• Is Ottery’s library being penalised because of its building?

    17th April 2014 | News | Claire
  • Unfortunately, the future of Ottery’s library is one of those looking rather precarious.

    Bluntly, unless volunteers come forward to run it, it will shut.

    The move is due to the government’s crippling cuts to council budgets, which will lose around 40 per cent of funding by 2017.  A £110m cut. A similar amount was cut in the last administration.

    Anyone who is under the impression that Ottery’s library is empty half the time couldn’t be more wrong.

    Actually, it is one of the highest performing libraries in the county, being ranked 29 or 30 out of 50, for the number of active borrowers, items borrowed, number of computer sessions and overall visits.

    Of course, things have changed and like most libraries it has seen a shift away from the traditional books only service. But staff have adapted and the library has continued to be successful.

    Admittedly, there has been a downturn in visitor numbers in the last couple of years, but officers believe that this is linked to a cut in opening hours, following the last set of government cuts to council budgets.

    Children and teenagers appear to be big users of the library, being responsible for 37 per cent of all borrowing activity.

    But of the three main criteria set by Devon County Council to assess those libraries to be funded in the future and those that are set to be shut, unless volunteers come forward, it appears that Ottery library’s building may have given it a big black mark.

    The criteria are:  population in the catchment area (in Ottery’s case 14,019), performance and … state of the building.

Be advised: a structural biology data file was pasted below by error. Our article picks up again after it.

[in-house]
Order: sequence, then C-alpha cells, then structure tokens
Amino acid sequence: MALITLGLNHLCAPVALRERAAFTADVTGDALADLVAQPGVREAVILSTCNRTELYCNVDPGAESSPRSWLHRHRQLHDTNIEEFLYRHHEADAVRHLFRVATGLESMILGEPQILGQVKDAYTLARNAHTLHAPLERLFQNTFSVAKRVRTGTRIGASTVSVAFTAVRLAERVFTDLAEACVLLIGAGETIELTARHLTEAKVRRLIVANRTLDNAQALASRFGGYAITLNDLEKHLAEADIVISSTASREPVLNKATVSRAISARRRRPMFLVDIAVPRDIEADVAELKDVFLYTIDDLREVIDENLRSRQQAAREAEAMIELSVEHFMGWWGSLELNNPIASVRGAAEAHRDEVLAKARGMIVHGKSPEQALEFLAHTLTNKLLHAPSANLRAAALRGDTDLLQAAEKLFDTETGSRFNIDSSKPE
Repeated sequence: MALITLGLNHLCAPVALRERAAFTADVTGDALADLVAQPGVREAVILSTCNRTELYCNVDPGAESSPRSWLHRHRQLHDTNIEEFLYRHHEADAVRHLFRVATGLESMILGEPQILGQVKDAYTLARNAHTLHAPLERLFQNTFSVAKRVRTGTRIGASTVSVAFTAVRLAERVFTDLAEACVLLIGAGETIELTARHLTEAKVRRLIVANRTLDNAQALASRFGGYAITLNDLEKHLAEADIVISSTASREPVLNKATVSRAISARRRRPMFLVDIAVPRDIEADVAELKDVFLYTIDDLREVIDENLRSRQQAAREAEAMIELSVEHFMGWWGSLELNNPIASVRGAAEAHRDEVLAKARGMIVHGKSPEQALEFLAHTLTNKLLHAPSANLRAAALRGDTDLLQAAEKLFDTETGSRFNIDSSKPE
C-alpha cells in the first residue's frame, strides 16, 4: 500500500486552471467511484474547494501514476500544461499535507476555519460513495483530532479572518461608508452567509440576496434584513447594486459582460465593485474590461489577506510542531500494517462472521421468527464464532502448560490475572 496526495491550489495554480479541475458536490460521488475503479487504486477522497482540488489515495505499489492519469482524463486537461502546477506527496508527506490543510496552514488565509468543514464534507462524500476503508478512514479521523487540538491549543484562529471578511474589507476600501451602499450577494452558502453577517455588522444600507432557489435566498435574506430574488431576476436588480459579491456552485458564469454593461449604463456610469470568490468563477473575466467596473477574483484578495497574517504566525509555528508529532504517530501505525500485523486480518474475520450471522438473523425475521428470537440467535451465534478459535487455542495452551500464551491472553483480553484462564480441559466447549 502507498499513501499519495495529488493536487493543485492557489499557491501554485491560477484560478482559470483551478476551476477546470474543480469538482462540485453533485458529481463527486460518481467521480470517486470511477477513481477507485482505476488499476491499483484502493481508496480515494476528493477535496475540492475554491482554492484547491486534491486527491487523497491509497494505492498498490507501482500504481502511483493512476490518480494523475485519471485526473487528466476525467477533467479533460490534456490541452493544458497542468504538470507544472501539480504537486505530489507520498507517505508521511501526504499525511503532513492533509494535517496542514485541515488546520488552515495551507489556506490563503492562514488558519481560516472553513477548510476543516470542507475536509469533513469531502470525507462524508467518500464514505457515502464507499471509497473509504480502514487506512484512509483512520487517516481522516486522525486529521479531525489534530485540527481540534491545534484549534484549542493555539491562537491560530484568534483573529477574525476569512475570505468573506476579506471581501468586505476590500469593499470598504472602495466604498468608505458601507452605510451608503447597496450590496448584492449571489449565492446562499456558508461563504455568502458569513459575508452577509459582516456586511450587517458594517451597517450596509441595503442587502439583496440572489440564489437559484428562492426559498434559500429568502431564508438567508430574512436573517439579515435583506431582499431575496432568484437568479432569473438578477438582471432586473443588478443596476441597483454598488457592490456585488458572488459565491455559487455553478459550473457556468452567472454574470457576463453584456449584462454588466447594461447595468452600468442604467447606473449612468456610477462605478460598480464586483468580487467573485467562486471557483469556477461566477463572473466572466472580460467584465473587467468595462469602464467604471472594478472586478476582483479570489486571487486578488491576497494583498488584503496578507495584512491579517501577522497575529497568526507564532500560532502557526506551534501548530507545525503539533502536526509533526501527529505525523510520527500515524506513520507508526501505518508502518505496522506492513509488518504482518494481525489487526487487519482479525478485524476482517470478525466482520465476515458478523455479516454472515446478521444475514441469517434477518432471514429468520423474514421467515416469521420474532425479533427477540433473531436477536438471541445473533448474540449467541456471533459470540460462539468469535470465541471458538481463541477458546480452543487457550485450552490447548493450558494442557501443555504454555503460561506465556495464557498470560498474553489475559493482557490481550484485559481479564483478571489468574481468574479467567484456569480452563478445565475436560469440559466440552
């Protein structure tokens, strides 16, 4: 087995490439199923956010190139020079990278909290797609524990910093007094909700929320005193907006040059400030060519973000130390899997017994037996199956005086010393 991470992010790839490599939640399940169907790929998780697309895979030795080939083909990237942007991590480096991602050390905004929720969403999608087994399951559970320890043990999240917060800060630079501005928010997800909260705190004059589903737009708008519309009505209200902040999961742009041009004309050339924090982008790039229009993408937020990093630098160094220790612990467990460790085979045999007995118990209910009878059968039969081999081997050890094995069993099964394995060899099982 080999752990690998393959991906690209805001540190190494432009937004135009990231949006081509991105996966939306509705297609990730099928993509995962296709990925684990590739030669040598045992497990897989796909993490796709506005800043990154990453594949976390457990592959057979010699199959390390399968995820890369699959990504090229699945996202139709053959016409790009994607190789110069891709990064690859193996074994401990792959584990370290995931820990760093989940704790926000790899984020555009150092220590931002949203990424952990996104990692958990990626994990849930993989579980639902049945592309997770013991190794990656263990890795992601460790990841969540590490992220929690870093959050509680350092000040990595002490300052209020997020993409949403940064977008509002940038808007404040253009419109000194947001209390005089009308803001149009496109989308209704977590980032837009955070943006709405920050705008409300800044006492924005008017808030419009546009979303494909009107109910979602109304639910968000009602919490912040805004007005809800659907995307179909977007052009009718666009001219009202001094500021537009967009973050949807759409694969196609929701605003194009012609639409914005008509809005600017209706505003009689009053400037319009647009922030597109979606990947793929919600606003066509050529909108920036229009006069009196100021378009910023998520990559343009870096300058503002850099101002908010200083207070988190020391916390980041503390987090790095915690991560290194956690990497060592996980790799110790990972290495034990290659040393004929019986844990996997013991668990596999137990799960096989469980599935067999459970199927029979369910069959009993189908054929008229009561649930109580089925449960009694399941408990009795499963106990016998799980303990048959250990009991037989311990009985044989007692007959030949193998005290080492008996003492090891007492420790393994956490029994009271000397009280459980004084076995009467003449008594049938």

In two out of three of those criteria, Ottery scores highly. So how much of the decision to withdraw funding from Ottery is down to its building and lack of disabled access?  (Staff help people with disability problems up and down the steps).

    So a new building needs to be found. Yes absolutely. And volunteers must be found to run it. Yes absolutely. And yes, Devon County Council will provide start-up money, although it is unclear how much this will be and how long it will be provided for. 

    But even if a new building were to be found … and volunteers came forward … and start-up money provided, this doesn’t solve the problem of the ongoing running costs, which during 2012/13 amounted to around £43,000 a year – and that’s without book stock taken into account.

    There is a drop-in session at Ottery library on Friday 9 May, between 1 and 3pm, where managers will be on hand to answer questions.

    To read more about the background to this issue and to make a comment on the consultation, click here – http://new.devon.gov.uk/libraryreview/

    I would also be keen to know your thoughts, so please do leave me a comment.

    The consultation closes on Thursday 17 July.